Sunday, November 30, 2014

Gotham: New TV series on the block (Review)

I’ll be upfront about one thing right from the outset: I’m not the biggest Batman fanboy out there. Sure, I’ve seen the movies, both Burton and Nolan (Joel Schumacher, you say? Doesn’t ring a bell.), a bit of the old Adam West, The Animated Series, read a few comics, but I wouldn’t call myself a Batman purist, which is why I may not be the ideal person to write this review, but it’s worth a shot.
Gotham premiered in 2014 as one of the most promising shows of the year. After a series of poorly executed superhero films, Nolan’s trilogy escalated the interest in The Caped Crusader, and Warner Bros looks determined to utilise the traction generated. With a host of comic related TV Shows such as Arrow, Flash and Agents of S.H.I.E.L.D airing right now, Gotham is an interesting new entry.
The premise of the show is pretty simple. It tells the story of Gotham before Batman, focusing on the rise of future James Gordon, future Commissioner of Gotham as he gets acquainted with the stronghold of the mob on the city and strives to maintain his idealism and clean conscience. He joins Detective Harvey Bullock as partner, the latter being a somewhat pragmatic and experienced cop who knows the system too well to desire to change it. The series will also tell the origin stories of several Batman villains, including Penguin, Riddler,Catwoman, Joker, Poison Ivy,Scarecrow, Hugo Strange, Two-Face, Mr. Freeze, and Victor Zsasz.
The very first assignment that Bullock and Gordon must face is solving one of the most high profile cases Gotham has seen, the murder of Thomas and Martha Wayne, parents of the young Bruce who will one day take up the mantle of fighting Gotham’s enemies. Through the first season we see a rookie but passionate Gordon defy all obstacles on his quest to “do the right thing”, repeated conflicts with his partner notwithstanding. The plot has it’s twists and turns, which I will try not to talk about to keep this spoiler free.
Without going into the exact plot details, if we try to look at what Gotham has achieved in the first half of the first season, we will get somewhat of a mixed report. The show has been mildly confusing at times in terms of the direction it is headed in. The plot seems to rest upon  Gordon and Bullock fighting crime in Gotham, but of course, given that it is a Batman prequel of sorts, there has to be a significant presence of the young Bruce Wayne coming to terms with the murder of his parents. Through 10 episodes Bruce goes from grief and anger to a desire to overcome fear , and strengthen himself against evil, while poking his nose in the dirty underbelly of Gotham’s underworld, barely scratching the surface, but still displaying remarkable detective acumen for a young boy. Taking care of him is of course, the butler Alfred. I don’t know if it is because of Michael Caine’s performance in the trilogy, but I found Gotham’s Alfred a tad weird. He is definitely a more gruff and no nonsense character than Nolan’s, and probably even TAS’s. At times grumpy even, the show does reflect his love and care for Bruce every now and then, but I’ll have to see more of it to fully accept him.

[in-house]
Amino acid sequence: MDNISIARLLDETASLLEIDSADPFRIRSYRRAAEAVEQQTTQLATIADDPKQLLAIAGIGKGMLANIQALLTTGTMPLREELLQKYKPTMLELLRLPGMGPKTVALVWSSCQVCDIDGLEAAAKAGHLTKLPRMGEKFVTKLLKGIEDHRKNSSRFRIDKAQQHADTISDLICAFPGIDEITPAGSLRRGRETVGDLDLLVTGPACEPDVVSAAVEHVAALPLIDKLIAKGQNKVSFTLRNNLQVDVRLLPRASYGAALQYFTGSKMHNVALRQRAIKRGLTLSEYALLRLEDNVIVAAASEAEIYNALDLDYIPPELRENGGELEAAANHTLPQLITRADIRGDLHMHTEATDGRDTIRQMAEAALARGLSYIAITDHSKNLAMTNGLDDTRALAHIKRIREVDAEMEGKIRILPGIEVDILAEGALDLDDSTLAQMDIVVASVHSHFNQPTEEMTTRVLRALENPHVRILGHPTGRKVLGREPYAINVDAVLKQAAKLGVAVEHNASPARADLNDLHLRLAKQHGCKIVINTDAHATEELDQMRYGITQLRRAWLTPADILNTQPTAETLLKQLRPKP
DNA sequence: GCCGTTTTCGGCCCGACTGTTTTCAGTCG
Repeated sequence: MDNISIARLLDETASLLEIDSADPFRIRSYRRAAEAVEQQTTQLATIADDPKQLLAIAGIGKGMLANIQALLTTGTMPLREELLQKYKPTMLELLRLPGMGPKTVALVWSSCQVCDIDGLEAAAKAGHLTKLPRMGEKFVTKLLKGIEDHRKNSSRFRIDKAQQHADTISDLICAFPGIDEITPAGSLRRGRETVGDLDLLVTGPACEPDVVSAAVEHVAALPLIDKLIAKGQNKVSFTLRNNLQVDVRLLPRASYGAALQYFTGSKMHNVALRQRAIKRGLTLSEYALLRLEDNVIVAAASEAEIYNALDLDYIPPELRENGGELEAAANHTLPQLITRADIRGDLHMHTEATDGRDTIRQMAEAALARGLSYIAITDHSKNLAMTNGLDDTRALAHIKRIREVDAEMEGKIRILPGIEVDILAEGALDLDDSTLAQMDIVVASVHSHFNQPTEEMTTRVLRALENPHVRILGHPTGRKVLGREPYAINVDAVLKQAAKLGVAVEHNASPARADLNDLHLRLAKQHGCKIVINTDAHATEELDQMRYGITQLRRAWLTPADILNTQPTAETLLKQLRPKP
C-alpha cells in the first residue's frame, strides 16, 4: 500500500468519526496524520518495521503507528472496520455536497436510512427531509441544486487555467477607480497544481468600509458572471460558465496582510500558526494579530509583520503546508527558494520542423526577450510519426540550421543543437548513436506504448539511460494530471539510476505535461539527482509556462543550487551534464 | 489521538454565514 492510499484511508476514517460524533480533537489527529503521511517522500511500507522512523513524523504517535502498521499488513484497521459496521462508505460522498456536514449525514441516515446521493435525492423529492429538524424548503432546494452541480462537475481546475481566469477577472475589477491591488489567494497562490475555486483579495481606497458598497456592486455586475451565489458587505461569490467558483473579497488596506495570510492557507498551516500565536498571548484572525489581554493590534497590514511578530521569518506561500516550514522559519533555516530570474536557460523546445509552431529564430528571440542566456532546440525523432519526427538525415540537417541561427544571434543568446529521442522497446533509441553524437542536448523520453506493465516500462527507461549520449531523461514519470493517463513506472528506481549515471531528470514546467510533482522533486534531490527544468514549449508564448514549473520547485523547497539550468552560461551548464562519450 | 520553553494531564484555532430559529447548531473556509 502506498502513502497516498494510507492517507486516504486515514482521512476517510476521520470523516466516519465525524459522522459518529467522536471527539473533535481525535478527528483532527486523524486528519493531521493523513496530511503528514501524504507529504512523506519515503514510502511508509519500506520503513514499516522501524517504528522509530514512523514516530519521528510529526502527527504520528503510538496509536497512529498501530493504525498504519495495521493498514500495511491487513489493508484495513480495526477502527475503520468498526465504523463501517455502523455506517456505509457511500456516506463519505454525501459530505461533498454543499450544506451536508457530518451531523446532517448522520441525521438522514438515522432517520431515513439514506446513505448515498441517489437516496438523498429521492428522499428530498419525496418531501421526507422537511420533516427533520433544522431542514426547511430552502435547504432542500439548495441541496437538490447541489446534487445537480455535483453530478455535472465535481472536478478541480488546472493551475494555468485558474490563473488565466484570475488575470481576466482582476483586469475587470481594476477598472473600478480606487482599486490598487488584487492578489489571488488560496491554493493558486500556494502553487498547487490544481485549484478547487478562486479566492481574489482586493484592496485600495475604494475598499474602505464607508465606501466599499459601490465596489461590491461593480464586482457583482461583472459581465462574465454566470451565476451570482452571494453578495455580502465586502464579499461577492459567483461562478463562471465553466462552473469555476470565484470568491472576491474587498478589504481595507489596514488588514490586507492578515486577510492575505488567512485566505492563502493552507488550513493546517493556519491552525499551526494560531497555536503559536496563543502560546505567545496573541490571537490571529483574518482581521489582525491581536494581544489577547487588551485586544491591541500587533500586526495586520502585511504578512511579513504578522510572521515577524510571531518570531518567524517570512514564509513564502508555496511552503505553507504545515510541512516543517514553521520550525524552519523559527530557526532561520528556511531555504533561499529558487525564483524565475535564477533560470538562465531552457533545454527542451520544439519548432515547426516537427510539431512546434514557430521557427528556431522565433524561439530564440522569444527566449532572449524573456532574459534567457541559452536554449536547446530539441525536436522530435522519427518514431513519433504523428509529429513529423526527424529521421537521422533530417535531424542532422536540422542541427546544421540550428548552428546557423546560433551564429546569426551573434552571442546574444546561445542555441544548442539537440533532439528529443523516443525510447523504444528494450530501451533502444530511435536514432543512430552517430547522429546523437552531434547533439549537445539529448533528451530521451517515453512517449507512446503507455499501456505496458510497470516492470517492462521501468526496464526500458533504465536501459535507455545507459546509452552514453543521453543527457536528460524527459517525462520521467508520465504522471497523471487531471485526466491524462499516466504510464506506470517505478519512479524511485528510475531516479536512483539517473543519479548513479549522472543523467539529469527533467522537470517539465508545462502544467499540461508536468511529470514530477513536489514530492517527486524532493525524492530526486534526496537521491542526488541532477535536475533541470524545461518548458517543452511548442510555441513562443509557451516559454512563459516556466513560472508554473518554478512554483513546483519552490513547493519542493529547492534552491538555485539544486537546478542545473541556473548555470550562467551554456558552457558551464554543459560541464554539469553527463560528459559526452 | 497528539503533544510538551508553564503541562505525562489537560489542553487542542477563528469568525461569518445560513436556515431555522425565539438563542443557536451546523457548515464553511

Now we go into one of the more interesting and controversial aspects of the show, the referential characters. Robin Taylor’s Oswald Cobblepot, aka Penguin, was the highlight of the show to me. Penguin has a falling out with Fish Mooney, one of Falcone’s associates, following which he attempts to rise through the ranks of Gotham’s underworld, displaying his shady nature by cutting deals right left and centre, keeping the viewer guessing about his true allegiance and his larger plan. Taylor delivers a good performance as the future Batman supervillain, shown here in the nascent stages.
Another strong performance is Camren Bicondova’s Selina Kyle, or future Catwoman, the young homeless thief who witnesses the Wayne murders. Selina displays remarkable agility and street smartness, owing to years of surviving Gotham’s shady alleys. Her interactions with  Bruce and Gordon and general presence in the show serve to lift up the overall plot and keep it interesting.